Are Women at Risk for Poor Care in Pain Management?

female doctor shaking hands with female patient
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Chances are that someone in your family lives with chronic pain, whether it is your mother, grandfather, or you yourself. You are also probably aware that it is not just minor pain lasting over a handful of months, but a physical change inside the nervous system that actually has the capability of shrinking the brain. Chronic pain does not discriminate between men and women, so why is there evidence that its treatment does?

Pain Management in Men vs. Women

Current studies suggest that women with chronic pain frequently miss proper treatments. Canadian researchers recently found that men were more likely to be treated with lipid-lowering drugs, get angiograms, and have coronary artery bypass surgery than women. It didn’t matter that both sides were suffering heart attacks.

Women have also been found to be less likely to be admitted to intensive care than men. When admitted, they have a decreased likelihood to get specific procedures done. Add to that fact that women are more likely to die in the intensive care units or the hospital and things begin to seem a bit strange.

In 2007, a study in Rhode Island evaluated a sample of 30 men and 30 women, all with coronary artery bypass surgery. The study looked at the medications that were given. The researchers were shocked at the results. Men were given pain medications.

What were women given? Sedatives. They weren’t even given the same medications for the same surgery.

When It Comes to Chronic Pain Issues, Women's Symptoms Are Minimized

Georgetown University researchers came up with a genius study in 1999 to investigate unconscious bias between the sexes. The study involved recording professional actors playing people with chest pain.

The researchers shared the video with more than 700 primary care physicians along with some data about each of the patients.

It was clear that doctors didn’t believe the women had heart disease most of the time, whereas they were more likely to believe the diagnosis in men. In a similar study, European researchers found old records of more than 3000 heart patients, with 42 percent of the patients being women. The records suggested that the women were not treated as thoroughly as the men.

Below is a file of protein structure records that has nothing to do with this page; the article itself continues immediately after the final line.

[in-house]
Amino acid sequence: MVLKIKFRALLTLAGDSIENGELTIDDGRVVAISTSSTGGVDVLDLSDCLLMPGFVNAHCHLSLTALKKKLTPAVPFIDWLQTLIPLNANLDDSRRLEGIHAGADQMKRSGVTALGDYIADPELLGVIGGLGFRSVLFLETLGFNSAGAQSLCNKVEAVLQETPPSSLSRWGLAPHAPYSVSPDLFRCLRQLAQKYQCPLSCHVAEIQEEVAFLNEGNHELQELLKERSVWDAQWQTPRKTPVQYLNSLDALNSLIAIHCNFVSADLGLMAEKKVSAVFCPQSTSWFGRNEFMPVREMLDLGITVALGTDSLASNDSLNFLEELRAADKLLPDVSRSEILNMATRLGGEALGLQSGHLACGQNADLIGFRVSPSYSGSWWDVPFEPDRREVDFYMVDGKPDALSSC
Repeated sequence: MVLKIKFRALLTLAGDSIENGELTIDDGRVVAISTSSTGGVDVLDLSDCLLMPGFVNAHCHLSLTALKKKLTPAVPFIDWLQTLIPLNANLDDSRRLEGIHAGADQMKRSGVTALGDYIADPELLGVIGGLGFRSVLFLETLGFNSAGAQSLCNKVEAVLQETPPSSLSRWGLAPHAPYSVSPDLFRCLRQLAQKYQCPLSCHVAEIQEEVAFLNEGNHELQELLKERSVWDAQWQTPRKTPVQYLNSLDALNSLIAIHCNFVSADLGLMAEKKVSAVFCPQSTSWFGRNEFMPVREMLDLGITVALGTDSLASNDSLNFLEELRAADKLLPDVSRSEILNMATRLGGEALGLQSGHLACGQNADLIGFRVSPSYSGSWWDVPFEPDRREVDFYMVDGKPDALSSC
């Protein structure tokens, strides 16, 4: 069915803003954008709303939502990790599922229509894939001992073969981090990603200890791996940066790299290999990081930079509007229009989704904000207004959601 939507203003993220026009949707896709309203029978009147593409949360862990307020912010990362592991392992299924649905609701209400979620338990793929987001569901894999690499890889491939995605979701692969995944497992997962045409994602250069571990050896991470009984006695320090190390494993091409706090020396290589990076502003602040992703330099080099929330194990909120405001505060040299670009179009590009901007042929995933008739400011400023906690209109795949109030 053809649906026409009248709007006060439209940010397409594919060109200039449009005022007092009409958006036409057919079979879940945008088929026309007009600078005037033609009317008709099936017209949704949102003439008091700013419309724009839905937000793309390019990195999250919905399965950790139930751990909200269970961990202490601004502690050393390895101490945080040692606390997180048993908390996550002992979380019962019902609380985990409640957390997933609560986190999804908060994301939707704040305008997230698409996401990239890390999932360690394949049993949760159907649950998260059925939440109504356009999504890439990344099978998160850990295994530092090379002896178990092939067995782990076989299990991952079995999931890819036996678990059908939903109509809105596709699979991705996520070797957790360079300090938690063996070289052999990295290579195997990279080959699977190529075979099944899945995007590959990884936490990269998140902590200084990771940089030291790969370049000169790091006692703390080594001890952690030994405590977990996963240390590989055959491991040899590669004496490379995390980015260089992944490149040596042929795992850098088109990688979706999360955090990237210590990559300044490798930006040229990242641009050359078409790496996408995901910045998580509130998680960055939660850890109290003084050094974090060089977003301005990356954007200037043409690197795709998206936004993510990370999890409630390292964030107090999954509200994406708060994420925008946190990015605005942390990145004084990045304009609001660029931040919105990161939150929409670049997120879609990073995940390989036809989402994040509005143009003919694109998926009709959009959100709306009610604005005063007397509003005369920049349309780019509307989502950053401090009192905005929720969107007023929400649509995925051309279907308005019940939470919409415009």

The same information was found in a 2000 Mayo Clinic study of 2,000 patients who went to the emergency room complaining of chest pain. It is a bit understandable that heart attacks and chest pain are difficult to diagnose since men and women usually present different symptoms. Even less complicated issues show that there are different treatments for genders. This does not, however, excuse a discrepancy in testing,hospital admission, and treatment between genders for other causes of chronic pain.

Women Are Less Likely to Undergo Surgery

According to a former Olympic rower turned orthopedic, women are three times less likely to get the hip or knee surgery they need.

If they have surgery, they often face something called the “never-catch-up-syndrome,” in which they don’t recover as well as men. Rather than being an inherent characteristic of the female sex, this syndrome is usually due to the fact that men usually get surgery before the pain gets to the point of being extreme. In contrast, women usually are forced to wait longer before getting the surgery they need.

Canadian researchers looked into this in a 2008 study. They asked 38 family physicians and 33 orthopedic surgeons to look at a typical male and female patient with moderate knee arthritis. The study revealed that with their own self-judgment the doctors had much higher odds of telling a man to get a knee replacement than a woman.

A 2008 study in Philadelphia also revealed that women aren’t treated as much or as well as they should be for abdominal pain. Men and women came in with similar pain scores, yet the men were much more likely to get pain medications. The men also got their medications more quickly. Sadly, this is also the truth when it comes to cancer and AIDS.

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